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Project Footprint is one such startup; fathomed out of Philadelphia University, graduate students Matt Flail and Tim Ganterhave developed a system, comprising 3D scanning, algorithmic shoe development and high-quality 3D printing. Self-confessed ‘sneaker head’ Tim, and Matt, with his own footwear issues, decided to turn their challenges into an industrial design thesis, and with stunning results. 

Flail said, “No two feet are alike, so we asked why is there standard sizing for feet, when feet are anything but standard. Any kind of improper fit or alignment of the ankles, knees, hips and back can increase the risk of injury and chronic muscle and joint fatigue. We wanted to do something different.” 

The pair have developed an extensive prototyping process for scanning feet, which can develop custom shoes for every wearer. They are currently hunting for investors to fund the next series of their plans, and Flail is confident they are heading in the right direction, even if 3D printing still has significant barriers to widespread adoption. 

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“I think we’re looking at two to four years for before we will begin to see being commercially viable in-soles. Machine costs are high, so that’s a barrier. Resin costs are also really high and there only a few machines on the market. But, new technologies are emerging all the time and that will make it much simpler.” 

Another challenge with 3D printing, particularly in creating footwear, has been finding the right materials to produce the insoles. Flail told us that they have tested everything from TangoBlack, TangoPlus, through to the wonderfully-named Ninjaflex and DuraForm Flex Nylon powder, with the latter two Flail's material of choice for the development of future commercially viable products. 

3D printing, or additive manufacturing as it is often referred to, is now being placed in the hands of everyday consumers, with companies, including Materialise offering online services where anyone can create their own 3D object and print it using a centralised service.  Flail believes that as the technology matures, the playing field will level out, allowing smaller businesses to compete with major manufacturers and also take on much of their production locally.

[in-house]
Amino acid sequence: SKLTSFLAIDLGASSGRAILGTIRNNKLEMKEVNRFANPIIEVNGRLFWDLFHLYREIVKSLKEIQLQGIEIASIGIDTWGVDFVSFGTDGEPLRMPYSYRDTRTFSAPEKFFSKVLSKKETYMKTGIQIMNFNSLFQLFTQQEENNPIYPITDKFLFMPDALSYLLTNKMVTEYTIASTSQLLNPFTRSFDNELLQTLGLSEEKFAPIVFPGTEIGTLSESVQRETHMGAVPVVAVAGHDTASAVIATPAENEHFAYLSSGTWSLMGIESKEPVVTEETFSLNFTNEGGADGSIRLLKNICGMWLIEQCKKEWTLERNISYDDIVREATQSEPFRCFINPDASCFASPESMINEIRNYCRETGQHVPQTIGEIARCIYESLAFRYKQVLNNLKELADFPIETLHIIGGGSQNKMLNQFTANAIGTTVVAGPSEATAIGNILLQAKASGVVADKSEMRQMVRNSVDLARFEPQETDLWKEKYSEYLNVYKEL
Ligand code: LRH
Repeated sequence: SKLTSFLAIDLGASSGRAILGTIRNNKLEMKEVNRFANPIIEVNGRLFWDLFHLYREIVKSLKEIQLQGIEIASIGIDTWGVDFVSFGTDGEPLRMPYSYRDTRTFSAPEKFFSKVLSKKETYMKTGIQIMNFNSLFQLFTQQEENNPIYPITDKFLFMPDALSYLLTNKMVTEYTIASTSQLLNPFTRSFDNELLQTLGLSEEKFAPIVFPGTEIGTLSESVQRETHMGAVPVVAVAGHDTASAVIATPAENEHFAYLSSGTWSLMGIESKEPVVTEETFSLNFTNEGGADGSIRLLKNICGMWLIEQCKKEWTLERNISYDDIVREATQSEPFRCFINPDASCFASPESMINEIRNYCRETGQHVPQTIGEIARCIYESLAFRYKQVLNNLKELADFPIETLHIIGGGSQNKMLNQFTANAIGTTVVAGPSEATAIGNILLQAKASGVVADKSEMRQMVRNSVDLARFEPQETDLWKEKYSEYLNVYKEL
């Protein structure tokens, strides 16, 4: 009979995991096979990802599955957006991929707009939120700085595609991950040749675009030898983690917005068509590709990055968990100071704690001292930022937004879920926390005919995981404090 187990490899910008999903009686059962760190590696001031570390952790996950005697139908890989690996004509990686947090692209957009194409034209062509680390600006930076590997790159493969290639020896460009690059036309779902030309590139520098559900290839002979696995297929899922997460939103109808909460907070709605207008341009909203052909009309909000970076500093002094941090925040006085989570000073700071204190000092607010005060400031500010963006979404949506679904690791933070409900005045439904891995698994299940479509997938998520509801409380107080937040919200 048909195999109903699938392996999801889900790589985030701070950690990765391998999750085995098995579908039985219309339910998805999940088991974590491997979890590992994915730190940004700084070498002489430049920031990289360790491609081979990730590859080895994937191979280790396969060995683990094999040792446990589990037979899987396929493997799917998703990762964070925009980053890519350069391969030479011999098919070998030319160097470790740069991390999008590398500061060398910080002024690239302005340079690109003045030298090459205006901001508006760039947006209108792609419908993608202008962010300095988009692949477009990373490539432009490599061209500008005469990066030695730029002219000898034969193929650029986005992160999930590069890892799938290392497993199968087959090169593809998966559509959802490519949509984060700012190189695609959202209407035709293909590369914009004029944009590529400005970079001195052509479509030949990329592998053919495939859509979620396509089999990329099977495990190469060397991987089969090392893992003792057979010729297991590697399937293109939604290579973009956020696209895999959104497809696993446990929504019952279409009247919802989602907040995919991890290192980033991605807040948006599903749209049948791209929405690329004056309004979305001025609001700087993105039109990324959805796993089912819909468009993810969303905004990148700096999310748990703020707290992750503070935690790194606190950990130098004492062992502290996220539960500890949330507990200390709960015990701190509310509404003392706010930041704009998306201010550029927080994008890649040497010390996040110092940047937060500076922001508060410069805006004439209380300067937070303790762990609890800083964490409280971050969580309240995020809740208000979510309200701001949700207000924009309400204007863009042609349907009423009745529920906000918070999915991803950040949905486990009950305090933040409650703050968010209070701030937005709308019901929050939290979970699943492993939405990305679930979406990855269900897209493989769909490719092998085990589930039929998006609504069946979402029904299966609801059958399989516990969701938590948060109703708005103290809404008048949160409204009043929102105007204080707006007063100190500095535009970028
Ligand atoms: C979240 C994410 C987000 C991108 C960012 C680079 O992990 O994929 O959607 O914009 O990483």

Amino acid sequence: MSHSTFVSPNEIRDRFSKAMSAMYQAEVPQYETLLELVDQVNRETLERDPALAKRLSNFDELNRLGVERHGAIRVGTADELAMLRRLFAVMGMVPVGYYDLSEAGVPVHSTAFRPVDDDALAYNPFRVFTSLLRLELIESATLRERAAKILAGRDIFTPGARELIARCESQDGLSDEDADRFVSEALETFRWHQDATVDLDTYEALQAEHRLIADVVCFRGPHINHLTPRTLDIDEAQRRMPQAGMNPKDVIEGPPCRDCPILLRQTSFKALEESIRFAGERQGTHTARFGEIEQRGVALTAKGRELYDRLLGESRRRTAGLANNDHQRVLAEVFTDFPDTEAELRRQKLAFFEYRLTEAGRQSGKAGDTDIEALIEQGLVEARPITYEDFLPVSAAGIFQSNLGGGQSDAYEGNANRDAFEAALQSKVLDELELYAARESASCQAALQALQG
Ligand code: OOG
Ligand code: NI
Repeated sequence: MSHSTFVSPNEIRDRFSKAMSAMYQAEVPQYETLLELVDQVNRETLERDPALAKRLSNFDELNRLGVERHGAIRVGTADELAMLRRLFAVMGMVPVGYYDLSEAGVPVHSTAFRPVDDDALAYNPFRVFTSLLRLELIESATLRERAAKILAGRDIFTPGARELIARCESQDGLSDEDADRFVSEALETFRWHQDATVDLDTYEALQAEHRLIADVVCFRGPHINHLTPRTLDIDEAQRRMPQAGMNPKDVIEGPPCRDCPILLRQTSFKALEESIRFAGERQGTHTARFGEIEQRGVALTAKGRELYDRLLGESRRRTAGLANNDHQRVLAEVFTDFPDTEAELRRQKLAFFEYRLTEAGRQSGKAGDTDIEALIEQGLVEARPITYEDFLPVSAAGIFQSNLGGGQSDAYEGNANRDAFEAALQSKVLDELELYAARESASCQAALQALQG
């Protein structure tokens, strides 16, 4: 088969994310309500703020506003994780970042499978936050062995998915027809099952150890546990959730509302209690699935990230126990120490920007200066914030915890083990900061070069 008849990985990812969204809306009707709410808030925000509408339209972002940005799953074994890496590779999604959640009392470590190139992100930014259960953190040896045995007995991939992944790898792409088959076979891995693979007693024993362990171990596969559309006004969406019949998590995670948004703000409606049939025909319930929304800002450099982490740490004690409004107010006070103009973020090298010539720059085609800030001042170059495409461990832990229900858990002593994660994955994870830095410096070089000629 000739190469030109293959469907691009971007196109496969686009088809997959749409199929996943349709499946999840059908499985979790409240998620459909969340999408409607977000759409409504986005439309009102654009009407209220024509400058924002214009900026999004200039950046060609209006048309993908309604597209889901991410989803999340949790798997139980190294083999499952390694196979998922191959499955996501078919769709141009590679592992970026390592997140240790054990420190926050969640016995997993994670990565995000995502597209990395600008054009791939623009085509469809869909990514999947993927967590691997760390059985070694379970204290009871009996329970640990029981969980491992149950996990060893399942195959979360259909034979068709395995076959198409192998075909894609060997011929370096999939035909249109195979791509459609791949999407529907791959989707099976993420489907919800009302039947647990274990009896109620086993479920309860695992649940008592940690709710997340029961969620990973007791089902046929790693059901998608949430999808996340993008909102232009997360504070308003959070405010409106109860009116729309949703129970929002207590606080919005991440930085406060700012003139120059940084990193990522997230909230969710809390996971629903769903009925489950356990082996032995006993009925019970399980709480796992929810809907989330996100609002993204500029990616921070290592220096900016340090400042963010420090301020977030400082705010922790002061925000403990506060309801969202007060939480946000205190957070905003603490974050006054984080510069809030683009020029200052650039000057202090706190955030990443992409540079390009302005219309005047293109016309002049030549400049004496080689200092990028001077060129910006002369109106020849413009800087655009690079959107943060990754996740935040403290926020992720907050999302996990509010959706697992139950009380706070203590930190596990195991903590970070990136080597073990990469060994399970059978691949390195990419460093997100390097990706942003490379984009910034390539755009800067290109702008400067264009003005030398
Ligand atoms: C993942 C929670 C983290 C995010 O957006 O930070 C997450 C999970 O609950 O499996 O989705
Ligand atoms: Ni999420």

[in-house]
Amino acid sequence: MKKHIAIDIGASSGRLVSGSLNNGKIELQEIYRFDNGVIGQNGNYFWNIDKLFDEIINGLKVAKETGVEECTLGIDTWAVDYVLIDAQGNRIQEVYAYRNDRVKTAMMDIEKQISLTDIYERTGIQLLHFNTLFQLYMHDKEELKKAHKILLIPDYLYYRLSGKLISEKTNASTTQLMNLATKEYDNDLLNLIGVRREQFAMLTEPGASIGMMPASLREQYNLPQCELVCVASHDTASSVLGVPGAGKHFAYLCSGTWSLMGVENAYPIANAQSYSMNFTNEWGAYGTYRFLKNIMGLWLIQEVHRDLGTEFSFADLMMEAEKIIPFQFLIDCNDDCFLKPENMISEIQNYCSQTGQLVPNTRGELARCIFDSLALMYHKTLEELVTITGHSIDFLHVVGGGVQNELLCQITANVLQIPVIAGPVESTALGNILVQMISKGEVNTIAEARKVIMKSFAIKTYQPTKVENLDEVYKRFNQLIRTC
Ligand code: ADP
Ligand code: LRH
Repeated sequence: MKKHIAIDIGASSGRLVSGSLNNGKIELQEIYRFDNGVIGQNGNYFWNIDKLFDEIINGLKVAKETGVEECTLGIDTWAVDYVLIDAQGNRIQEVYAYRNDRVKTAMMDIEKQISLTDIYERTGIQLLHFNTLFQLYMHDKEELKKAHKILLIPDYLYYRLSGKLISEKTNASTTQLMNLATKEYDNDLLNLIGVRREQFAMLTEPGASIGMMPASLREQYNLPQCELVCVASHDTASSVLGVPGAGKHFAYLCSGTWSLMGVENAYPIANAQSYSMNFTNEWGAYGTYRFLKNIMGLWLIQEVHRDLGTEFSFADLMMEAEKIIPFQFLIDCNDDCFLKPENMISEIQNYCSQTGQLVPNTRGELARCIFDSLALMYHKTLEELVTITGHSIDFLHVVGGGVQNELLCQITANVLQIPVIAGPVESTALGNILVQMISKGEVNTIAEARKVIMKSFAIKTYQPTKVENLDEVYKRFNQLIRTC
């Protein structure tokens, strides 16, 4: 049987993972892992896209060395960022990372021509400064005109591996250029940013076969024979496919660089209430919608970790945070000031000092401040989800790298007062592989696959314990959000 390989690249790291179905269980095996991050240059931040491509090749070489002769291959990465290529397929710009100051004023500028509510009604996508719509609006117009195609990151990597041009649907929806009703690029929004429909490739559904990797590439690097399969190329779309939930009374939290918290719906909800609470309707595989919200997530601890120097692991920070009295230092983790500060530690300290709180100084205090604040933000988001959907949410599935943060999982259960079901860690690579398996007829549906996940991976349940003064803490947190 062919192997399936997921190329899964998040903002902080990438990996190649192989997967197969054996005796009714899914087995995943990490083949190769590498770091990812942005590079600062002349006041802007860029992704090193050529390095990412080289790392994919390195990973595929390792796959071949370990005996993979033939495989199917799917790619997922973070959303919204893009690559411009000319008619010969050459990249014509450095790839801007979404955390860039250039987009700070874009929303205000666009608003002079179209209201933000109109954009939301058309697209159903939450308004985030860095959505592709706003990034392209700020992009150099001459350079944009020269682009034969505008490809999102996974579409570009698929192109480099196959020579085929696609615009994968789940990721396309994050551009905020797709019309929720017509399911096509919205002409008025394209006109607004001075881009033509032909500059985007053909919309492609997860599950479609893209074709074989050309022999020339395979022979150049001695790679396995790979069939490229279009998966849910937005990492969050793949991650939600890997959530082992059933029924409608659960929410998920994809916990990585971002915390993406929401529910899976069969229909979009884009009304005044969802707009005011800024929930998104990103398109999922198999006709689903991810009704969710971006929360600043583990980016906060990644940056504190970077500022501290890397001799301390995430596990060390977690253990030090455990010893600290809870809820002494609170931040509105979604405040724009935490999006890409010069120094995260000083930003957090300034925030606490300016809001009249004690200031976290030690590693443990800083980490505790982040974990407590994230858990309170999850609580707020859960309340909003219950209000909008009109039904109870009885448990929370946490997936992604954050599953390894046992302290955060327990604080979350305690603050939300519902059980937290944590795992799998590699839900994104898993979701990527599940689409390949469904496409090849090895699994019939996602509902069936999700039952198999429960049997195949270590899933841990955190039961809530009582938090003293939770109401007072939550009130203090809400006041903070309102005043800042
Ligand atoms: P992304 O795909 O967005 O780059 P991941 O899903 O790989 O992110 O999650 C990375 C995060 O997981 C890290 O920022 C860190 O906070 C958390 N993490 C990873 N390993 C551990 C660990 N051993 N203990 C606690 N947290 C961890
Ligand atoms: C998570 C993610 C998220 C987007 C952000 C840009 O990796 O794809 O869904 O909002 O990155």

“It’s going to be interesting. A lot of skilled labour lies overseas especially textiles, but we can recruit those kind of people here. The machines are available, here in New Jersey. 3D printing is revolutionising the manufacturing process, and there’s no reason why it can’t all be done on site rather than overseas.” 

For Adidas, the future is now. And, while there are still a lot of questions to be answered about how cost effective the 3D printing model is for mass production, there is little doubt that consumers will benefit from a manufacturing process that truly focuses on the individual. There may of course be a price tag associated with being unique, but the promise of taking one step closer to heroes, such as Mo Farah and Paula Radcliffe might just be enough to convince consumers to part with the extra cash. 

 

Learn more about the Futurecraft series from Adidas.com.

 

 

Read also:

‘Hearables’ might trump wearable tech 

Rugby fans tackle wearable tech via Google Glass, Accenture

From the Gulf War to Harrods – one man’s race to get wearable tech to market

Are wearables tech startups just looking for problems?

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Stephen Dunne

Stephen Dunne has been embedded into the enterprise technology sector for the last decade. As a writer, he is interested in the impact of emerging technologies on society and anything remotely sports-tech related. North Yorkshire born and bred, with an accent to prove it.